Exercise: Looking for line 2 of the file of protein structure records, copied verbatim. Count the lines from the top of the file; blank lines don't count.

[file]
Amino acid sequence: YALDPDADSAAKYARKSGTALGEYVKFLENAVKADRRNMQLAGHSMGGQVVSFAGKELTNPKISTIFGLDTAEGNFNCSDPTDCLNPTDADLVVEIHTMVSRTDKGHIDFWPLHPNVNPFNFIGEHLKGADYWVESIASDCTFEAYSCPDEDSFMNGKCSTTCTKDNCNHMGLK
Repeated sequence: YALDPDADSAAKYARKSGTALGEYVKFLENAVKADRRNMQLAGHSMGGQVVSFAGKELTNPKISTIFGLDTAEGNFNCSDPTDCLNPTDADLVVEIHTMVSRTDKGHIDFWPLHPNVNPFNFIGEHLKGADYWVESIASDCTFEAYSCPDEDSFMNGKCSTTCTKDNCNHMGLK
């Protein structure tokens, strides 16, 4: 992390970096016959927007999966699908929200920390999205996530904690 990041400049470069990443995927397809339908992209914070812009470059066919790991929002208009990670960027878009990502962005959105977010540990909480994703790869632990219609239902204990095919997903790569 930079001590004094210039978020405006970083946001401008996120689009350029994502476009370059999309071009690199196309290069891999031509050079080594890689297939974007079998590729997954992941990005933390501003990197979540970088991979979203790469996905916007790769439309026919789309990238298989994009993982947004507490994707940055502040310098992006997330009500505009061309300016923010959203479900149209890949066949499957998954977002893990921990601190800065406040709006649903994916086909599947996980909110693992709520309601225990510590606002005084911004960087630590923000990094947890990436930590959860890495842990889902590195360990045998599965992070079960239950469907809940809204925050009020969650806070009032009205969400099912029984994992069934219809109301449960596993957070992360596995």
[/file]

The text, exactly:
Repeated sequence: YALDPDADSAAKYARKSGTALGEYVKFLENAVKADRRNMQLAGHSMGGQVVSFAGKELTNPKISTIFGLDTAEGNFNCSDPTDCLNPTDADLVVEIHTMVSRTDKGHIDFWPLHPNVNPFNFIGEHLKGADYWVESIASDCTFEAYSCPDEDSFMNGKCSTTCTKDNCNHMGLK